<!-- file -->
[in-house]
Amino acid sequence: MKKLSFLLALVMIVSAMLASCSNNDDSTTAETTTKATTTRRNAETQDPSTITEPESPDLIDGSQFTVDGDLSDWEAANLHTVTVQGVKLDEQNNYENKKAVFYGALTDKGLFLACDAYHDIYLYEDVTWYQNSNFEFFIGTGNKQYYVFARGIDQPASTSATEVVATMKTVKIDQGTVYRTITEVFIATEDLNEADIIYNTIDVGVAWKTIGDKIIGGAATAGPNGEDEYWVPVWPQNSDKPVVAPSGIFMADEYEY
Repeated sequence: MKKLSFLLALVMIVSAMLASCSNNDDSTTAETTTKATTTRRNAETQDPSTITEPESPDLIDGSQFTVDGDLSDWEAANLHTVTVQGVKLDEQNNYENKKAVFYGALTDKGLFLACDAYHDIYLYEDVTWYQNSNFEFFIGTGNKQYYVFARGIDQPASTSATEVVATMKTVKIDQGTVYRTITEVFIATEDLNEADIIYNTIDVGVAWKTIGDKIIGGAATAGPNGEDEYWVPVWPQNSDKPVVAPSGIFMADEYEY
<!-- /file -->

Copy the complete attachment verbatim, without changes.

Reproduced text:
[in-house]
Amino acid sequence: MKKLSFLLALVMIVSAMLASCSNNDDSTTAETTTKATTTRRNAETQDPSTITEPESPDLIDGSQFTVDGDLSDWEAANLHTVTVQGVKLDEQNNYENKKAVFYGALTDKGLFLACDAYHDIYLYEDVTWYQNSNFEFFIGTGNKQYYVFARGIDQPASTSATEVVATMKTVKIDQGTVYRTITEVFIATEDLNEADIIYNTIDVGVAWKTIGDKIIGGAATAGPNGEDEYWVPVWPQNSDKPVVAPSGIFMADEYEY
Repeated sequence: MKKLSFLLALVMIVSAMLASCSNNDDSTTAETTTKATTTRRNAETQDPSTITEPESPDLIDGSQFTVDGDLSDWEAANLHTVTVQGVKLDEQNNYENKKAVFYGALTDKGLFLACDAYHDIYLYEDVTWYQNSNFEFFIGTGNKQYYVFARGIDQPASTSATEVVATMKTVKIDQGTVYRTITEVFIATEDLNEADIIYNTIDVGVAWKTIGDKIIGGAATAGPNGEDEYWVPVWPQNSDKPVVAPSGIFMADEYEY